Cancer And Vitamin C Treatment – The University Buses Are Arriving
They say London buses take a while to appear and then suddenly two come along at once. It’s a bit like that with the ‘Vitamin C is effective to treat cancer’ mantra. Last month two Universities, on both sides of The Pond, came along with successful clinical trials. Intravenous Vitamin C has an ability to treat cancer due to its’ ability to restrict angiogenesis (new blood vessel growth) in tumours and the evidence is building.
But, the Vitamin C cancer treatment idea is not new: three decades ago the wheels temporarily came off the Vitamin C Cancer Bus, despite the best efforts of Nobel Prize Winner, Dr Linus Pauling. Such ‘free radical thinkers’ usually wait a lifetime to see their ideas escape out of the lab. Fast forward to 2017 and maybe now we really do have a more welcoming environment, with multiple cancer rates at an all time high. Last month the University of Iowa announced the results of a relatively inexpensive approach to treating brain and lung cancer tumours. “These two diseases really haven’t had a significant improvement in outcomes for two or three decades”, says Bryan Allen, UI Assistant Professor of Radiation Oncology and an author on the study. “This is a well-tolerated, very cost-effective treatment, and it may significantly improve patient outcomes”.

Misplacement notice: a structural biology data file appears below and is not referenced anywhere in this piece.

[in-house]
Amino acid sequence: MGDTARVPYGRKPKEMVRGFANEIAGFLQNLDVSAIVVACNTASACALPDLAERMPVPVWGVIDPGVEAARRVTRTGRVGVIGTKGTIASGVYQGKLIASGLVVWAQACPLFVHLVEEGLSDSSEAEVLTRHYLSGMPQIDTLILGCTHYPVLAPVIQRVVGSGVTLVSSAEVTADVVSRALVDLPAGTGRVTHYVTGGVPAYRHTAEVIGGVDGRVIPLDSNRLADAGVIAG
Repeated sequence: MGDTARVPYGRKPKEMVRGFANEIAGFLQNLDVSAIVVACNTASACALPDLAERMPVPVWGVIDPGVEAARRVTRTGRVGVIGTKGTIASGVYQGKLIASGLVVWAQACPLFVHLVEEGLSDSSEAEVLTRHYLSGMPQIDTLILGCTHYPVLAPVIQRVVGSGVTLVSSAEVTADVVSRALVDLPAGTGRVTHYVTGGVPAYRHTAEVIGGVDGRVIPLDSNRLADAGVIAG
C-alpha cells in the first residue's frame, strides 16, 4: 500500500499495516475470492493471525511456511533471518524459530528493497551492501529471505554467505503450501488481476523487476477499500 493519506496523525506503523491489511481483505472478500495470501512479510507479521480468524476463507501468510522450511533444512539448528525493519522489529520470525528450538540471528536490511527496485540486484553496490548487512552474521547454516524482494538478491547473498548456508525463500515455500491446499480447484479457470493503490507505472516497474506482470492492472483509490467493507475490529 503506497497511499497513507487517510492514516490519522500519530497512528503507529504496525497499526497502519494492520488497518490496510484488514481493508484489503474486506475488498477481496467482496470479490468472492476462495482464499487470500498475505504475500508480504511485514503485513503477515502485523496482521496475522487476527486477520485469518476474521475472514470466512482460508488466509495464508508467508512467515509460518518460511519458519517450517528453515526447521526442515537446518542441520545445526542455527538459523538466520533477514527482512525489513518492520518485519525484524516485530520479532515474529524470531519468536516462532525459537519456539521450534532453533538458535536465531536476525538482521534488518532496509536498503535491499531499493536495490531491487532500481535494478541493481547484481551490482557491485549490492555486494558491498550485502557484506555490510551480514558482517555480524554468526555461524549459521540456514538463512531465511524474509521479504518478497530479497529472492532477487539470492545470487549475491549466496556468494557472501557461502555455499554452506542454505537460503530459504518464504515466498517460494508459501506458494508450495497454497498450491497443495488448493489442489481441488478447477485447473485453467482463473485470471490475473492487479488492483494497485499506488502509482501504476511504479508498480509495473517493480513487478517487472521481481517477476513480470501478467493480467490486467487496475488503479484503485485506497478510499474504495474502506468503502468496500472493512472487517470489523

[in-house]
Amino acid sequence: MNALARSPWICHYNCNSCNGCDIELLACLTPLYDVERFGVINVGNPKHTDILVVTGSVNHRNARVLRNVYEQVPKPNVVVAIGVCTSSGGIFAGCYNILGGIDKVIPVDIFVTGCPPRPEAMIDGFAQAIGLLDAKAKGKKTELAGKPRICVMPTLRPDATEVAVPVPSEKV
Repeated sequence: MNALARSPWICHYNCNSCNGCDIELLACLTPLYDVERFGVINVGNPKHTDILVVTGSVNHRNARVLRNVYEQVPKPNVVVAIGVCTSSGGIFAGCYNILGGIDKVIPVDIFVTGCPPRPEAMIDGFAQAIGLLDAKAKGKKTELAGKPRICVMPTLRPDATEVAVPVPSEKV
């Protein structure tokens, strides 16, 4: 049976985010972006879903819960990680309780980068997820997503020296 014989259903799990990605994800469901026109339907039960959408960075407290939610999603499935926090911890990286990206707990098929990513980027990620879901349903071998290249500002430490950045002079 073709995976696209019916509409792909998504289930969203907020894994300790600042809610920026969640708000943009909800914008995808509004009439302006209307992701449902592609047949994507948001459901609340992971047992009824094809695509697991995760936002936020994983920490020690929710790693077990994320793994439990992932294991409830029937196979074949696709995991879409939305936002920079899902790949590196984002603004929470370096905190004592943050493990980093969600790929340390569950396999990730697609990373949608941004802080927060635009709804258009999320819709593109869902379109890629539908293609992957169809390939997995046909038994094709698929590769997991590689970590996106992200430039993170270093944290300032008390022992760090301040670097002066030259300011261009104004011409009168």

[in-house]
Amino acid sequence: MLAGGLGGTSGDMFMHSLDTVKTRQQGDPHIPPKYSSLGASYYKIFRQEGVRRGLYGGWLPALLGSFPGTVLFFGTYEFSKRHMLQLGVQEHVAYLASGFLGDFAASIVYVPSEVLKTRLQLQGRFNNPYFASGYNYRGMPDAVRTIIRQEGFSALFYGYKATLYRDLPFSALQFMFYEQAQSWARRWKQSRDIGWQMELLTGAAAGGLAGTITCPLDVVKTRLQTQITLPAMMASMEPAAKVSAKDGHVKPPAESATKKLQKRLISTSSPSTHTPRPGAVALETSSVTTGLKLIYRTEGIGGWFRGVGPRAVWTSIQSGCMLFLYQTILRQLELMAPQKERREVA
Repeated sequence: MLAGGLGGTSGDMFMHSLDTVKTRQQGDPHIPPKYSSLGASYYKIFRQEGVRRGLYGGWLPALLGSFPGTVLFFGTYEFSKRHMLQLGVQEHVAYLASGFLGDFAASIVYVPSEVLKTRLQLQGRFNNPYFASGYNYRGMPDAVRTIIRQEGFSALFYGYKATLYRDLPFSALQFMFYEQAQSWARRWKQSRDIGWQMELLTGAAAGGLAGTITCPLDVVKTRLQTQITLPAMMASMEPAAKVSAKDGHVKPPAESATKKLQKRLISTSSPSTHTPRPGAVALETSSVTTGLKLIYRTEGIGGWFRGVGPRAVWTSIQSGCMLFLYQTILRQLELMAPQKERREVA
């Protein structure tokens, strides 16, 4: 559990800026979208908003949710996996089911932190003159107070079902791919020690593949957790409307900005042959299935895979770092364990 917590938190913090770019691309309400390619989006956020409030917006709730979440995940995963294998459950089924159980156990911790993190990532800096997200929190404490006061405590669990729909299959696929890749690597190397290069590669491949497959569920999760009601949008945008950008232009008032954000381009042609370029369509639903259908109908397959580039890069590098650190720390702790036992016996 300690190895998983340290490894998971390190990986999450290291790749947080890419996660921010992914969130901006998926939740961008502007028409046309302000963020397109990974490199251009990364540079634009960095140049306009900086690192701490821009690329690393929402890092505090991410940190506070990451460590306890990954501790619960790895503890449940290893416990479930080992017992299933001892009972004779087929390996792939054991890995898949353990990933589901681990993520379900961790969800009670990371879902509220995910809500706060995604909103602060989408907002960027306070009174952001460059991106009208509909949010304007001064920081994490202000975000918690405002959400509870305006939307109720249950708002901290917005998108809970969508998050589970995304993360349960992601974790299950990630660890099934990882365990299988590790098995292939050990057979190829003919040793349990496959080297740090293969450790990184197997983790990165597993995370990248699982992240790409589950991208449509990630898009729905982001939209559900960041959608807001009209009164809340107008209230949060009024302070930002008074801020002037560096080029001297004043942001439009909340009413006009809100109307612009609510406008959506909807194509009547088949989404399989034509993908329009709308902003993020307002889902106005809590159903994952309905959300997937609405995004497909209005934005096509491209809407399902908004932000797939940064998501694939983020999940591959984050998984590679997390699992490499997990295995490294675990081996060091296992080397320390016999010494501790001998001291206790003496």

Meanwhile, published last month in Oncotarget was a University of Salford study lead by Professor Michael P. Lisanti with Dr Gloria Bonuccelli. They found that: ‘Vitamin C is up to 10 times more effective at stopping cancer cell growth than some drugs’. Now that’s more than juicy – it’s fuel for a whole fleet of buses. A new era and one increasingly where the patient is the fully involved driver.